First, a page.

Photographer Max Aguilera-Hellweg, MD, shoots the most gorgeous photos of the human body. His pictures often capture moments when the body is at its most vulnerable, open and laid out on an operating table. Both stunning and startling, he's shot photos for Stanford Medicine magazine as well as for the giants in magazine publishing: National Geographic, Smithsonian, Rolling Stone, and The New Yorker.
Behind the lens is a fascinating and gentle man. At age 34, Aguilera-Hellweg decided to pause his photo career and go to medical school. He was so moved after taking a photo of an exposed spinal chord that he knew at that moment he wanted to be an "insider" in medicine, not an outsider looking in. As he recently told me:
That moment changed my life. Beside taking photographs, I decided this is who I wanted to be the rest of my life, this is where I wanted to explore. I want to look inside the human body and see what this incredible mystery was. Becoming a doctor allowed me to cross that line from having the secondary experience as a photographer to having the primary experience of my subjects.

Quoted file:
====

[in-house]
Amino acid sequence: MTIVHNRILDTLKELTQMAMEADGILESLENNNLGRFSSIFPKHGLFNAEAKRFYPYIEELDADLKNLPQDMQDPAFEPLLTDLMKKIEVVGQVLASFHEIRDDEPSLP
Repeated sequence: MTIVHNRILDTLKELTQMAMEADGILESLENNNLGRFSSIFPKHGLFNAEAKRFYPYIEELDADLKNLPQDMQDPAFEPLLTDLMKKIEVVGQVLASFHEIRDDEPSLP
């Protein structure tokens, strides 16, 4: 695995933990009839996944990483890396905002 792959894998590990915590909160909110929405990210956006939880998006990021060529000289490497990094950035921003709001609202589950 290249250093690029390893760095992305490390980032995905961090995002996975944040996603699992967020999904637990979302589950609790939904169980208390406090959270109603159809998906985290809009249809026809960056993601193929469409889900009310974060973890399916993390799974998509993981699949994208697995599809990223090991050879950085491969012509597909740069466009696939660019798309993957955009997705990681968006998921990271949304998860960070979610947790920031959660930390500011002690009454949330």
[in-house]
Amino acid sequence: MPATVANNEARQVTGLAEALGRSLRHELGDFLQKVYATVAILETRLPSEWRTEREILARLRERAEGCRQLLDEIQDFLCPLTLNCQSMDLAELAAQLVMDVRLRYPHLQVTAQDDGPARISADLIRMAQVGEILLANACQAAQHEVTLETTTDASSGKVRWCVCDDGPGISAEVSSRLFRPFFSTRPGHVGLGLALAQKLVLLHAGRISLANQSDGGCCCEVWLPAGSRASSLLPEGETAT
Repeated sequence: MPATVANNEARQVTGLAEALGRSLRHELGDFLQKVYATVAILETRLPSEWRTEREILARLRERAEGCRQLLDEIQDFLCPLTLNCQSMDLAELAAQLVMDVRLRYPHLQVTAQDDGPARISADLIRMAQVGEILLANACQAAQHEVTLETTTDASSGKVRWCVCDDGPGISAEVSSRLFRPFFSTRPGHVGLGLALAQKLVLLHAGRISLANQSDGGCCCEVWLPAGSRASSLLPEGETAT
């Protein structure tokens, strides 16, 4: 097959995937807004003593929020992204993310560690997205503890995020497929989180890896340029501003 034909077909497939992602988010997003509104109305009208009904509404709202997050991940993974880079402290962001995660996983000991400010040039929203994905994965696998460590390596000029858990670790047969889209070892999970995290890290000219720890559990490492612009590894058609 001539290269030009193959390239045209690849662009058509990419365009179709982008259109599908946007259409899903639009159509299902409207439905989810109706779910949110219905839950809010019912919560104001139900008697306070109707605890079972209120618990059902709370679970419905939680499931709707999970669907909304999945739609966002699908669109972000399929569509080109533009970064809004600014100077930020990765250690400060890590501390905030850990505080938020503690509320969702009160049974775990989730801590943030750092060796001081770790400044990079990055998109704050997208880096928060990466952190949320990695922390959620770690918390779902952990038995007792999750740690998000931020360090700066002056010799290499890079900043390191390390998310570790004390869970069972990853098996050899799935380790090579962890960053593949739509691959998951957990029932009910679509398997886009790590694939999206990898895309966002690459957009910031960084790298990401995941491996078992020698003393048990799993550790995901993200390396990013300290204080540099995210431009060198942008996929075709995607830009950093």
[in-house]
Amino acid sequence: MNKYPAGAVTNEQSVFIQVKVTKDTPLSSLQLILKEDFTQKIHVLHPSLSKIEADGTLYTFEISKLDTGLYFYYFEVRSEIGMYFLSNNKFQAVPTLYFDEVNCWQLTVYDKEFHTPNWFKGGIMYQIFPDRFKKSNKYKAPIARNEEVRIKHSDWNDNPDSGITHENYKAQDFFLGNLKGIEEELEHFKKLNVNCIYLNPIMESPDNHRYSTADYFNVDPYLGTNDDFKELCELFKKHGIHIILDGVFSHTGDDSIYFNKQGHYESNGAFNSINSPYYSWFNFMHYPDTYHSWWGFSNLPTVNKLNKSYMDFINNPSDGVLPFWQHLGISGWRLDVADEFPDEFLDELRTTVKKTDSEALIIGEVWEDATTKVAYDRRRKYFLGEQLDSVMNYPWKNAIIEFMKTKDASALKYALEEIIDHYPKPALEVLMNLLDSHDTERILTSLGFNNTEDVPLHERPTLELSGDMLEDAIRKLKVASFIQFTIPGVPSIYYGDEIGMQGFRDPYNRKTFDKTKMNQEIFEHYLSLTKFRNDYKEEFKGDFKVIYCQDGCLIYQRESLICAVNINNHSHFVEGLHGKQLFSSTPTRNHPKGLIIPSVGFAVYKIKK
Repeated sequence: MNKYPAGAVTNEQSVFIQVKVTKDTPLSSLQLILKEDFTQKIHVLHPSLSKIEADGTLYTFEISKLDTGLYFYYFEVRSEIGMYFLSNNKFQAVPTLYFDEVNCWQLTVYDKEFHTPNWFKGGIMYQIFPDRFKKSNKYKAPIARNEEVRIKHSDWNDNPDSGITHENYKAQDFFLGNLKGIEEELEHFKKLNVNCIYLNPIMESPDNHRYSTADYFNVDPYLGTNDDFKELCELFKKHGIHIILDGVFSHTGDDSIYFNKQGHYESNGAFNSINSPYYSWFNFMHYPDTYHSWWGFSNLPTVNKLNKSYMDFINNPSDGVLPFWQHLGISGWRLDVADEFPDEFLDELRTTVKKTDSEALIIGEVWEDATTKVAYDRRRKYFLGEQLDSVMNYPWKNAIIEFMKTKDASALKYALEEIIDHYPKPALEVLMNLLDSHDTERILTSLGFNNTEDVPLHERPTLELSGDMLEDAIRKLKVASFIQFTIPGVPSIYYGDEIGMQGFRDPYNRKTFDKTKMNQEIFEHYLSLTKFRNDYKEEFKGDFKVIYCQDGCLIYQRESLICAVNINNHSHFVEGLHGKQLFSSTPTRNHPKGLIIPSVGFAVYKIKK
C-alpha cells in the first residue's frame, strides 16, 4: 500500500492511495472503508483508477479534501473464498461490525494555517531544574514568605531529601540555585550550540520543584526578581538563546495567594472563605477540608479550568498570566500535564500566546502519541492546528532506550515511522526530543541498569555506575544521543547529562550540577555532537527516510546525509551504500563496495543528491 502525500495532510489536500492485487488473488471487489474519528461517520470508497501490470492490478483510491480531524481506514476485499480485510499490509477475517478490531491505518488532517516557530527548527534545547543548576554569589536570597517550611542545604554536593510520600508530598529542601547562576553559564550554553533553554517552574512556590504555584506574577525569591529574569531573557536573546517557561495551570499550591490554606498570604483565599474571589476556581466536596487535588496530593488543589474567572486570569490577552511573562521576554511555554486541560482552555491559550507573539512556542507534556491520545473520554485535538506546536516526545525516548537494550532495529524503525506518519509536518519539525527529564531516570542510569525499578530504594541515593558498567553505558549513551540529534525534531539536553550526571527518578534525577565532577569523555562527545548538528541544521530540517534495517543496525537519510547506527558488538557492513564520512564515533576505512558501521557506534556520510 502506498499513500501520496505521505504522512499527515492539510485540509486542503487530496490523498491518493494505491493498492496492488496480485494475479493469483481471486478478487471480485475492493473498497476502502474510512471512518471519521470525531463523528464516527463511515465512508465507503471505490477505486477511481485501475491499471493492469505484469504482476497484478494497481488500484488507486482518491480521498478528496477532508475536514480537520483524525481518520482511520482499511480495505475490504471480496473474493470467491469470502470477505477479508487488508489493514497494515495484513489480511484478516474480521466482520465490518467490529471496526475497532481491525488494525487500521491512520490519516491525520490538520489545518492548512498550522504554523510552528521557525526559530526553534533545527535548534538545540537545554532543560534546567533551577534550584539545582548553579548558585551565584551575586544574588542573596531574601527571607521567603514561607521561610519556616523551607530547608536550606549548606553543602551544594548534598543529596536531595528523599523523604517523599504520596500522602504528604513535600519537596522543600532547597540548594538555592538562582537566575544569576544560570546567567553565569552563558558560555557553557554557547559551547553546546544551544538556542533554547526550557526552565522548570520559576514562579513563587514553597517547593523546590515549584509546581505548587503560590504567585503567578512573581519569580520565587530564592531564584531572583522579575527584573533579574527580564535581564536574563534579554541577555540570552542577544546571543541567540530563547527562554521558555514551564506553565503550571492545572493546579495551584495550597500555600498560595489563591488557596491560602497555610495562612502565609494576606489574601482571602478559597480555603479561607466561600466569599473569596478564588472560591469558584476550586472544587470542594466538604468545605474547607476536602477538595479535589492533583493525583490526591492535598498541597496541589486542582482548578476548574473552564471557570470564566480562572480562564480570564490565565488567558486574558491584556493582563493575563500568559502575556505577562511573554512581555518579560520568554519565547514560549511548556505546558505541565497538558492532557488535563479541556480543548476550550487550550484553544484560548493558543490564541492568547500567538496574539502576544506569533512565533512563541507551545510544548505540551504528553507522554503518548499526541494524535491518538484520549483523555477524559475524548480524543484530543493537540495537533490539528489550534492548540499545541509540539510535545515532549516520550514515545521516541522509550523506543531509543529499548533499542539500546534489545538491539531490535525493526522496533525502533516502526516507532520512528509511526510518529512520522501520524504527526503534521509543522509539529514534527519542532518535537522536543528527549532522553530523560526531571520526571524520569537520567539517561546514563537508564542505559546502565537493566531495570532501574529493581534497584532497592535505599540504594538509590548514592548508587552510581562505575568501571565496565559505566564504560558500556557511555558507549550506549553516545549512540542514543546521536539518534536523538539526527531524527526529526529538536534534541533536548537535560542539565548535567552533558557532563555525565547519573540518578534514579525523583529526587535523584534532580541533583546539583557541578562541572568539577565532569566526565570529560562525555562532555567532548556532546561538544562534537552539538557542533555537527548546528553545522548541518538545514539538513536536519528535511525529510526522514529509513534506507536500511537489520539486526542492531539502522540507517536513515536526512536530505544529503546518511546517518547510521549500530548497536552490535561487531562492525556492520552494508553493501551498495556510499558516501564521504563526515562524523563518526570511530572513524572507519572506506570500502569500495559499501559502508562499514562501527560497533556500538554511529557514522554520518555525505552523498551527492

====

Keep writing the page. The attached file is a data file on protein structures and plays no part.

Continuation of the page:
Aguilera-Hellweg left medicine in the second year of a three-year residency and returned to shooting photos. He told me, "I loved it, but I knew if I stayed on... I would never leave."
I asked him which photographer was his greatest influence and his response was Diane Arbus. "What I love about photographers, like Arbus, is that you can feel in their work that they couldn't do anything other than the photograph they did," he said. "They were so moved by the subject it is as if that photo was their next breath or next meal. Arbus had that. She had to take the pictures that she took."
From his early years shooting from a small broken 35mm Canon that his father had repaired, Aguilera-Hellweg developed into a master craftsman detailing intimate portraits of the body majestic. Our complete conversation can be found in the winter issue of Stanford Medicine, a special on medicine and the arts.
Previously: What art and the humanities bring to medicine: a look from Stanford Medicine magazine and The amazing photographer Max Aguilera-Hellweg
Photo by Max Aguilera-Hellweg